Oscar Pistorius' Prosecutor Wants to Appeal for Tougher Sentence

PHOTO: Oscar Pistorius is pictured in court on Oct. 21, 2014, in Pretoria, South Africa.Herman Verwey/Getty Images
Oscar Pistorius is pictured in court on Oct. 21, 2014, in Pretoria, South Africa.

Oscar Pistorius may face a fresh legal battle because prosecutors in his case has asked permission to appeal his conviction and sentence, seeking a tougher prison term for the legless sprinter known as The Blade Runner.

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Pistorius, 27, was sentenced to five years behind bars last month for the shooting death of his girlfriend Reeva Steenkamp, but he would be eligible for house arrest after 10 months. He is currently being held in the hospital section of the Kgosi Mampuru II prison in Pretoria.

Judge Thokozile Masipa had earlier rejected a murder conviction and instead found Pistorius guilty of culpable homicide, the equivalent of manslaughter.

In his closing argument, prosecutor Gerrie Nel said the paralympic champion should be sentenced to at least 10 years in prison.

The National Prosecuting Authority’s spokesperson, Nathi Mncube, said in a statement: "Today, we announce that the NPA filed the application for leave to appeal both the conviction and sentence. The appeal on conviction is based on the question of law.”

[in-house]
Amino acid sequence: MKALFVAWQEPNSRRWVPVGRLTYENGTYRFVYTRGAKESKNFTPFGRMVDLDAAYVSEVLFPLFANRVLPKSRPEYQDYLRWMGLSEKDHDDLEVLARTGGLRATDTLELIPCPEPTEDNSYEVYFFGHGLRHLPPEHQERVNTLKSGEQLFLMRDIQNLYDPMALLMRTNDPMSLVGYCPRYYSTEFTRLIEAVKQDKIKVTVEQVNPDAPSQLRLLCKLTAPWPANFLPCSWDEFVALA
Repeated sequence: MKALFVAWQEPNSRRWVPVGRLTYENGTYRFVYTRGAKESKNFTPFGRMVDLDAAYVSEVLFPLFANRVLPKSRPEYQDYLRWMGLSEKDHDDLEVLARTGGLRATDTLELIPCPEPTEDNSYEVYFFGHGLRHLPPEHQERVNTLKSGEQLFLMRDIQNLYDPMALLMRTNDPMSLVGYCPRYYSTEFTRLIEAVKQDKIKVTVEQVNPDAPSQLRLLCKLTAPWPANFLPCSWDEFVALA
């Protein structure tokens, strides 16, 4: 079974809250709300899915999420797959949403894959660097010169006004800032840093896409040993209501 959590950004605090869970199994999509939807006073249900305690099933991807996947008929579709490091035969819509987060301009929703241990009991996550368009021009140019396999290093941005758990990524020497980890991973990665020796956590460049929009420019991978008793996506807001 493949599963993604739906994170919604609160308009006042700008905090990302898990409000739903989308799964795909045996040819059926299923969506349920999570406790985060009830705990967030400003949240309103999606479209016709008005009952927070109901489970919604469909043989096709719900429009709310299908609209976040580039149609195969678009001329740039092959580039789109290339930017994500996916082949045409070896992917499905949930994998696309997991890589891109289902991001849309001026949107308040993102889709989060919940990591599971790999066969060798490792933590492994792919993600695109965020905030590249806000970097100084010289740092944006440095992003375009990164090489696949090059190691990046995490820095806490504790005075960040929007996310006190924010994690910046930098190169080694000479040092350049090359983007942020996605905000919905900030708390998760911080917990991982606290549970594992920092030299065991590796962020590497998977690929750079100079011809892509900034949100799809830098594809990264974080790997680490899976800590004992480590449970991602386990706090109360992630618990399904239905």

Mncube refused to detail the grounds on which the application is based, but the application documents filed today reveal that prosecutors believe there has been an error in the judge’s interpretation of the law and that she overemphasized Pistorius' physical disability, his psychological condition which included depression.

Masipa has to give permission for an appeal. The prosecution would have to convince her that another court might have come to a different conclusion. This could happen in an open court, but the judge has the discretion to hear the matter in chambers.

If the judge does not grant permission for the appeal to proceed, the NPA can petition the Supreme Court of Appeals to hear the matter.

The decision to appeal could see the Olympic runner face a murder conviction again for shooting Steenkamp, and face the prospect of a minimum of 15 years in prison if he is found guilty.